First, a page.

NCAA Restricted Earnings Coach Rule
In 1989, the NCAA established a Cost Reduction Committee, whose “Restricted Earnings Coach Rule” (NCAA Bylaw 11.02.3), adopted in 1991 by a roughly 85 to 15 percent margin, may have accomplished the opposite of what the committee intended. In losing a class-action suit filed or joined by 1,900 restricted-earnings coaches in several sports, the NCAA in May was ordered to pay damages of $11.2 million to basketball coaches, $1.6 million to baseball coaches and $9.5 million to coaches in other sports. While the NCAA had argued that just 59 coaches were injured, and that their damages came to less than $900,000, the $22.3 million total — automatically trebled under antitrust law — is now a $67 million millstone around the association’s neck.
Some activities are condemned as a matter of law without inquiry as to their reasonableness. This “per se” approach was the road taken by the coaches, who argued that the restricted-earnings rule — which limited the earnings of coaches so designated to $12,000 during the academic year and $4,000 during the summer months — could be struck down as an illegal price-fixing scheme without inquiry into its reasonableness. The NCAA argued that even though such an analysis would normally apply in a case of horizontal price-fixing, Supreme Court precedent foreclosed application of the “per se” approach in this context. Eventually, the district court settled on a rule-of-reason analysis, noting the precedent of NCAA v. Board of Regents of the University of Oklahoma, in which the Supreme Court said that because of the NCAA’s unique position in the marketplace of college sports, a fair evaluation of the competitive or anticompetitive character of the restraints required consideration of the NCAA’s justifications for adopting them.
The true test of legality is whether the restraint imposed merely regulates (and perhaps thereby promotes) competition, or whether it may suppress or even destroy competition. The NCAA argued that the rule was not anticompetitive because restricted-earnings coaches could avoid the restraining effect of the rule by obtaining coaching positions at high schools or non-NCAA college teams. The NCAA seemed to be saying that restricted-earnings coaches represented such a small portion of the market that the restraint would have no adverse competitive impact, because of the limited market power of the NCAA in this area.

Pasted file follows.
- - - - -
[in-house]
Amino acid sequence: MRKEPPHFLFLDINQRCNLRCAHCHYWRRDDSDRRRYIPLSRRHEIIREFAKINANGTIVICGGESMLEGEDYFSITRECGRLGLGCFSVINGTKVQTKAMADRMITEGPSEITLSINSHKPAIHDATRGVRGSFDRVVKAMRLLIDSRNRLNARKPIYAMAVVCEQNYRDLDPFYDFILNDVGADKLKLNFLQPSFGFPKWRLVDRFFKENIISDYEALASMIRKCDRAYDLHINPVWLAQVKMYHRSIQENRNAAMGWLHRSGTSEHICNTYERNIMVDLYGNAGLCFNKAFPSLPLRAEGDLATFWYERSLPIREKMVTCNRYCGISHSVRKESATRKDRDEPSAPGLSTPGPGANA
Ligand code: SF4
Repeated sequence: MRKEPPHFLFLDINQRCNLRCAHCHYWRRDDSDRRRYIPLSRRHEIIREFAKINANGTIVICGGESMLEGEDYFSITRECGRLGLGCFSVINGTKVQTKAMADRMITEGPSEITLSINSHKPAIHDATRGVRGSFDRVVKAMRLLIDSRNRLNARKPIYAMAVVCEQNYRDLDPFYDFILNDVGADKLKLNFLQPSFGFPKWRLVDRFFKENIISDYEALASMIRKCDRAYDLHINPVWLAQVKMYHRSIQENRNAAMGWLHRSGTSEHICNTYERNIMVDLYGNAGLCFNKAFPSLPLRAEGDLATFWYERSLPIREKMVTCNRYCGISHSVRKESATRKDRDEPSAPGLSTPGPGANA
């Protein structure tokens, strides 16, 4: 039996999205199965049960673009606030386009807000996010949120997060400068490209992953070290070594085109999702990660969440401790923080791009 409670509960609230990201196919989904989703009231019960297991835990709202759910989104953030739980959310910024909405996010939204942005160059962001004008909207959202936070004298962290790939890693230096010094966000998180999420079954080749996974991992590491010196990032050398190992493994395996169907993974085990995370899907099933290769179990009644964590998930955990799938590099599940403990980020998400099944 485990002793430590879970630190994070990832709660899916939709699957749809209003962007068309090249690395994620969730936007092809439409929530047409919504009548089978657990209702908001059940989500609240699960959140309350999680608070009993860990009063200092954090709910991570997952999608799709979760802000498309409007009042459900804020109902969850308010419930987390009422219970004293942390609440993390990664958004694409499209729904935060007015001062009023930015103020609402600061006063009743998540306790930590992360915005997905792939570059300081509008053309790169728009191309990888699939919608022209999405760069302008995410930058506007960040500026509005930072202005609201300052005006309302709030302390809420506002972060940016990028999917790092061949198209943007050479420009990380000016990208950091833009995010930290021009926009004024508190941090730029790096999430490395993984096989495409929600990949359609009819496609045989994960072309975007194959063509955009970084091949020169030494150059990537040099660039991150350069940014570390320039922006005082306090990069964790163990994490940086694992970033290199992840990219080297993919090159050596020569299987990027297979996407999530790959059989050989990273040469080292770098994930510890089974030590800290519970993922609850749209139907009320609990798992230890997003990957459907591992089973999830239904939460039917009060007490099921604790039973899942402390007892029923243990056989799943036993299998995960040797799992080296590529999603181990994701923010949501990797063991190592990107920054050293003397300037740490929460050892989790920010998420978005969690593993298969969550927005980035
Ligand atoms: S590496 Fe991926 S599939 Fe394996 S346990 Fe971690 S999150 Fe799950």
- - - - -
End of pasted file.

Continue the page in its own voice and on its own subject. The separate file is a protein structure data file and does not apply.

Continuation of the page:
The court rejected this argument, determining that the absence of proof of market power does not foreclose a finding of anticompetitive behavior under the Sherman Act. The NCAA then argued that the rule could even be pro-competitive — that is, if the NCAA did not collapse because of skyrocketing costs, it would be able to continue providing college athletics and there would be a continuance of jobs in the marketplace. However, the court did not find any compelling evidence that NCAA institutions were on the brink of financial disaster, or that reducing salaries of the lowest-paid member of each school’s coaching staff would pull them from the abyss.
The NCAA also claimed that by adopting the rule it was maintaining an entry-level position for young or inexperienced coaches. However, the NCAA offered no evidence that its method was effective in making more opportunities available for younger, less-experienced coaches. Nor was there evidence to support the NCAA’s second justification — that it was maintaining the principles of a level playing field and the spirit of amateurism though cost-cutting.